Art Review No. 3: A Rumination on Jay DeFeo

Art Review by Gessy Alvarez

If you have formed a Circle go into it, go into it yourself and see how you would do.  – William Blake

When she was a kid, Jay’s parents bought her a “how-to-draw” book. Her favorite exercise was how to draw a perfect circle. She spent as much time drawing as she did erasing. More than a few pencil sharpeners perished in her quest for perfection.

DeFeo in her San Francisco apartment, at work on “The Rose” in 1960. Photograph by Burt Glinn / Magnum

“At the end of her life, DeFeo described a waking dream in which, reborn as someone else in the future, she wanders through room after room of a museum and suddenly finds “The Rose,” restored, a person staring intently at it. She walks up to the person. “You know,” she says, “I did that.” ” —“An Obsession, Now Excavated” by Michael Kimmelman, The New York Times, Friday, October 10, 2003
After college, Jay traveled throughout Europe for two years on a fellowship. When she returned to the States, she settled in San Francisco and immersed herself in the burgeoning art scene that would later serve as a template for the 60s counter-culture movement. In 1954, she married fellow artist Wally Hedrick, a founding member of the Six Gallery. A year later, that same gallery hosted the infamous reading where a young Allen Ginsberg read “Howl” to an exuberant crowd while a drunken Kerouac treated everyone to a free-flowing jug of red wine.

In 1958, a broke but very determined Jay rented a studio on Fillmore Street. She began work on two paintings and finished “The Jewel,” a mystical painting depicting symmetrical radiating facets in white, varying hues of reds and browns against a black background, a year later. This painting held the promise of Jay’s process of admission and elimination, piling on paint then chipping it away until a form revealed itself. The second painting would take Jay eight years to complete.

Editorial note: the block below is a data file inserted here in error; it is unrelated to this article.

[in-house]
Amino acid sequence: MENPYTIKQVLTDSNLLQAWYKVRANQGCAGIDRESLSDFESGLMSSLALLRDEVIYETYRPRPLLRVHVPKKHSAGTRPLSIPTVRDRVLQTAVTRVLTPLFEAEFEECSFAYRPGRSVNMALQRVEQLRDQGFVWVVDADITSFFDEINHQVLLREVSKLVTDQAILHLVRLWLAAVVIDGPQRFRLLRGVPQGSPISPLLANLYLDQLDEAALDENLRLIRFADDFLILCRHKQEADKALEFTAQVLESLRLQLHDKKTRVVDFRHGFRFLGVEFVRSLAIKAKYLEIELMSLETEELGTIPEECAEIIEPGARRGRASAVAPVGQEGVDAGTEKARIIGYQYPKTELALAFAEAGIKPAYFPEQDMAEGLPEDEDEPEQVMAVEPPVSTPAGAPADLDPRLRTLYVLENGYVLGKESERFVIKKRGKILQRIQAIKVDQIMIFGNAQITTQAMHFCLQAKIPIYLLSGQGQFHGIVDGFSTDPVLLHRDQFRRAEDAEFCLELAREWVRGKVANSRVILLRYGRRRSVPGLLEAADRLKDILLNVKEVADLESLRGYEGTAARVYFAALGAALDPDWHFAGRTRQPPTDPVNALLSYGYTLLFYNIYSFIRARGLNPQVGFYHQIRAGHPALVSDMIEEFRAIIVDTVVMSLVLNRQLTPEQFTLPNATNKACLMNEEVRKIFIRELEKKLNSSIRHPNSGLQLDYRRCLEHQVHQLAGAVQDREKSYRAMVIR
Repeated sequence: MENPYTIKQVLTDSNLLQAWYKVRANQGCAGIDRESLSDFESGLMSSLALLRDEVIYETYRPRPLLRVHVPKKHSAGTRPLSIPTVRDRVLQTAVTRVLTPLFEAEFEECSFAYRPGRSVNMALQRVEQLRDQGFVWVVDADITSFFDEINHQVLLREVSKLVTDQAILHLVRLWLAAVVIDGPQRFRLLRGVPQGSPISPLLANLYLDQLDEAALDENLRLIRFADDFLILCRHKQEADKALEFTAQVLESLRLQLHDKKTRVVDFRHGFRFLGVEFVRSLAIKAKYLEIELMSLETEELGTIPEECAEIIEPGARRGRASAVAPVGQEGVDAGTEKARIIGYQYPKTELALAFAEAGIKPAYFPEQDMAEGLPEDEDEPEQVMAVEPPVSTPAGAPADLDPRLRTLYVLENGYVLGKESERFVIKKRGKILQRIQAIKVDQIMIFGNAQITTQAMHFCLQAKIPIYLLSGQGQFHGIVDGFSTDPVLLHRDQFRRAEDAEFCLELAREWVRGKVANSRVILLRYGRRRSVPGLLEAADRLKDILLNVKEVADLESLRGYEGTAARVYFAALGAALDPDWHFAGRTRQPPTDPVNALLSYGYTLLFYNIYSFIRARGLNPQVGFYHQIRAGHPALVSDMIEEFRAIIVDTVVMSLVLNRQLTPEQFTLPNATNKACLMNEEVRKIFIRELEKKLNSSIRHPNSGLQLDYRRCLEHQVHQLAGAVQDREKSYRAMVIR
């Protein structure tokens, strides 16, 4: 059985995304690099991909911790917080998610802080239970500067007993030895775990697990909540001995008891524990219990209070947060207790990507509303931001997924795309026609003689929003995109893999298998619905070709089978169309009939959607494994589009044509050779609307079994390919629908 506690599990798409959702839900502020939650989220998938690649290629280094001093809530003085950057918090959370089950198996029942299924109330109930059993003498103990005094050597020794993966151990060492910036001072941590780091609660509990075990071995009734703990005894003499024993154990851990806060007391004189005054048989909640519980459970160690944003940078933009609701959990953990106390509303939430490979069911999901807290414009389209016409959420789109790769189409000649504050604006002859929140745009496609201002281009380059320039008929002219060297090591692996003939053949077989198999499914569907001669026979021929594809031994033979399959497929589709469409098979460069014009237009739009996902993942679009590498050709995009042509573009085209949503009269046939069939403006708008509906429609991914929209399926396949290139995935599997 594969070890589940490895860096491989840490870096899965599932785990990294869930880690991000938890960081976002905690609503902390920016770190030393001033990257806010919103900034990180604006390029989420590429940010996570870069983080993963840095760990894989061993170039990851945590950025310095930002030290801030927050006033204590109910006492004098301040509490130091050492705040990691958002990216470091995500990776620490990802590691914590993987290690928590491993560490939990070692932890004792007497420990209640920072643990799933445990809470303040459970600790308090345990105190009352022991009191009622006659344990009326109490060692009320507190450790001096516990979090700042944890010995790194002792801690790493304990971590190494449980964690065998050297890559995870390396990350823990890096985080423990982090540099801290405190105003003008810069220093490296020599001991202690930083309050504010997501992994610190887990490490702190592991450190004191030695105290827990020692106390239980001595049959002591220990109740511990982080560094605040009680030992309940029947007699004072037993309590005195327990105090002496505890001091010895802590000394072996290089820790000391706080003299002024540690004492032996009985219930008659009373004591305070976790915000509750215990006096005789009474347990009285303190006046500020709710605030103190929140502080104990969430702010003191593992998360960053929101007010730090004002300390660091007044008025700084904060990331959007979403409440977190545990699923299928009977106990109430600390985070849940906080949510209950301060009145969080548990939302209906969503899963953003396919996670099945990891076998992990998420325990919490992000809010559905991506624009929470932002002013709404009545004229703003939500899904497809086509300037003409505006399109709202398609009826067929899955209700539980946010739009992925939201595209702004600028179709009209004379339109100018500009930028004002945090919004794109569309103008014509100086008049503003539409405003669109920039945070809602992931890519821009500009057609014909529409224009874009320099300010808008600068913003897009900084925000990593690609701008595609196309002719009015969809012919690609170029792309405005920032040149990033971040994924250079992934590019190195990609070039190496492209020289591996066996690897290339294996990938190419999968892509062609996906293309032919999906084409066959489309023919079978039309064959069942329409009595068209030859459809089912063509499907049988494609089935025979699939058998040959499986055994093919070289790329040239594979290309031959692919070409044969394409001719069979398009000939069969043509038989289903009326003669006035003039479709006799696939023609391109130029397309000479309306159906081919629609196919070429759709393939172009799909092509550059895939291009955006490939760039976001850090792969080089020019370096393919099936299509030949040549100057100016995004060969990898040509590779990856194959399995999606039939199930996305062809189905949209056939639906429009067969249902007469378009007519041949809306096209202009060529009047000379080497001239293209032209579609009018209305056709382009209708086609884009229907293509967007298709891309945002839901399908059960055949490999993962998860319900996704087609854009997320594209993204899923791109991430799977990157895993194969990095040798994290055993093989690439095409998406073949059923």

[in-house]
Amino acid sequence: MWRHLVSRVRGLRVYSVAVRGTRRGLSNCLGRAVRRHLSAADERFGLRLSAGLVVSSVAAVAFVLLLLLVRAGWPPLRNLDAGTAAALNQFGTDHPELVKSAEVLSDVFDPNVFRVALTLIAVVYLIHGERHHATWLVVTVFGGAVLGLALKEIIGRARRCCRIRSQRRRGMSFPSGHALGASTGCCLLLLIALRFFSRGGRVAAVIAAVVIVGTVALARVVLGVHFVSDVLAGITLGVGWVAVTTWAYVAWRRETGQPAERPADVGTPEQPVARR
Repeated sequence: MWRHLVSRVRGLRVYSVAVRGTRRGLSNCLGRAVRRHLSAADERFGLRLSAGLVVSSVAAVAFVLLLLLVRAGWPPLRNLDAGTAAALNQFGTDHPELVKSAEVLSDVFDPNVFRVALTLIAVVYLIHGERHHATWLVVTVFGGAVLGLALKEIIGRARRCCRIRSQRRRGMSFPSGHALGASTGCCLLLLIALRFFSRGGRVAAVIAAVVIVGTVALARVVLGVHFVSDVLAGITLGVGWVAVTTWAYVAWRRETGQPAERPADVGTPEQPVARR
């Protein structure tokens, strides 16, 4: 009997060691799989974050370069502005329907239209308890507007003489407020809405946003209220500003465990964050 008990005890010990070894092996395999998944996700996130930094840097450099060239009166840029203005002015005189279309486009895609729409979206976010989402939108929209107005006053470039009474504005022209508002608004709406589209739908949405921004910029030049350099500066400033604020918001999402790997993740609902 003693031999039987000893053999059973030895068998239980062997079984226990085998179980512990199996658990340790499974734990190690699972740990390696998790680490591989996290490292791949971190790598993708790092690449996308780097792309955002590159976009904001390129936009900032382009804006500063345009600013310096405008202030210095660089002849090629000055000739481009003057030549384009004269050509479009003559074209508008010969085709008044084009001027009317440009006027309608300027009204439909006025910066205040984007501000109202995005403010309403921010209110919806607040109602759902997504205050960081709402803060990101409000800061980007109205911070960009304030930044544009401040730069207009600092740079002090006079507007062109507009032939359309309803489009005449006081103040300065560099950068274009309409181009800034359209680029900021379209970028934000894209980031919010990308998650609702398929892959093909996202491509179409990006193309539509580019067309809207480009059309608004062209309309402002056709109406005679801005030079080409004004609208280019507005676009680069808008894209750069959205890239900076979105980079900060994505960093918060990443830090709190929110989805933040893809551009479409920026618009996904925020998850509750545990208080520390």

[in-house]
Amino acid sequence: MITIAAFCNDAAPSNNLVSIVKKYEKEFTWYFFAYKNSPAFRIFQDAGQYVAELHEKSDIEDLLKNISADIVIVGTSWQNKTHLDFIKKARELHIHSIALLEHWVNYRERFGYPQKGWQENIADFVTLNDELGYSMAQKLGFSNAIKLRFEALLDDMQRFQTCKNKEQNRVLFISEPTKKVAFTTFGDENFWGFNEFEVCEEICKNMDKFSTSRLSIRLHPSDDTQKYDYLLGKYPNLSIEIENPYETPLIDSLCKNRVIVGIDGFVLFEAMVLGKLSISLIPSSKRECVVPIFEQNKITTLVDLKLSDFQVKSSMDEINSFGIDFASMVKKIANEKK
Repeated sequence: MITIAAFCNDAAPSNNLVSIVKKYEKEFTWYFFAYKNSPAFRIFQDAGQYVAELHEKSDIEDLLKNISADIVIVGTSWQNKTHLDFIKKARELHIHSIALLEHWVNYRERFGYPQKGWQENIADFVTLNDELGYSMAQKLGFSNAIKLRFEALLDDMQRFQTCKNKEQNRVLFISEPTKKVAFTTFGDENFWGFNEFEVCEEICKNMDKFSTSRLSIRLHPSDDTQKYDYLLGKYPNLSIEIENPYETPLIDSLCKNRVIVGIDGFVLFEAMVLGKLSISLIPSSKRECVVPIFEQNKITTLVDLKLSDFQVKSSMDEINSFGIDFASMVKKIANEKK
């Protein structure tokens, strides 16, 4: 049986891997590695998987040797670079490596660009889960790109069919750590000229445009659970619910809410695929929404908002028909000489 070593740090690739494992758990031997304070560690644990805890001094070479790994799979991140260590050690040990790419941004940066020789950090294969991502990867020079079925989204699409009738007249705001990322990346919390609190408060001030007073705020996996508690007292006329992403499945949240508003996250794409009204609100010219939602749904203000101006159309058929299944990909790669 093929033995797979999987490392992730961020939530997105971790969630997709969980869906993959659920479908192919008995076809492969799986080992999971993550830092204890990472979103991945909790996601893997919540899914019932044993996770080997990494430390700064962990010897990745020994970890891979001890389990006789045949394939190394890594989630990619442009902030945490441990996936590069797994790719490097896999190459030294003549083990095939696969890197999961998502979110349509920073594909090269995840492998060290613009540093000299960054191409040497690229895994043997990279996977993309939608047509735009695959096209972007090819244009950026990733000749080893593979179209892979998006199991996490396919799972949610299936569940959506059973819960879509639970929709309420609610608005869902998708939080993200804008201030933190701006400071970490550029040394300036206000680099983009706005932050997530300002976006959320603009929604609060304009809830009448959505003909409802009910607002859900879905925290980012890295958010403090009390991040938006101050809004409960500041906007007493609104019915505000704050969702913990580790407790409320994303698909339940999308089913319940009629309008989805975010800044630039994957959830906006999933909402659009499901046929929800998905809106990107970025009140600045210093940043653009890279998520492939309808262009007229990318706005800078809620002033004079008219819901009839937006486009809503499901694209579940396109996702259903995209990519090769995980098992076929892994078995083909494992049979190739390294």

The Jewel. Jay DeFeo (New Hampshire, Hanover, 1929-1989) 1959. Oil on canvas.

In her seventh year at work, she was evicted from her studio on Fillmore Street. It took eight movers and a forklift to move the work-in-progress painting. Two feet of a large windowsill had to be cut to get the behemoth out.

She managed to find a new workshop for her colossal creation in a storage room at the Pasadena Art Museum.  Perched on a ladder, in a white lab coat and white cotton gloves, she made her final cuts and adjustments while sipping brandy and smoking Gauloise cigarettes. “The Rose” measured 11 feet high and 8 feet across, and weighed more than a ton.

By the time Jay was ready to show off her gigantic baby, the art world had changed. The Ab Ex crowd was out, and pop art was the rage. After a showing in Pasadena and San Francisco, the rock strata surface of her glorified circle painting began to fall apart. Jay would spend the next twenty years trying to save her legacy. But salvation rarely came without a price, and in 1989 Jay Defeo died of lung cancer.  A couple of years later, the Whitney acquired “The Rose” and gave it a $250K facelift.

Object Label from the Whitney Museum of American Art:

“First exhibited in 1969, The Rose was taken to the San Francisco Art Institute, where it was covered with plaster for support and protection, and finally stored behind the wall of a conference room. Legend grew about the painting, but it remained sealed until 1995, when Whitney curator Lisa Phillips had it excavated and restored by a team of conservators, who created a backing strong enough to support the heavy paint. DeFeo resisted offering an explanation or interpretation of the work, although she did acknowledge that despite the work’s enormous size and rough surfaces, there was a connection to “the way actual rose petals are formed and how they relate to each other in the flower.” (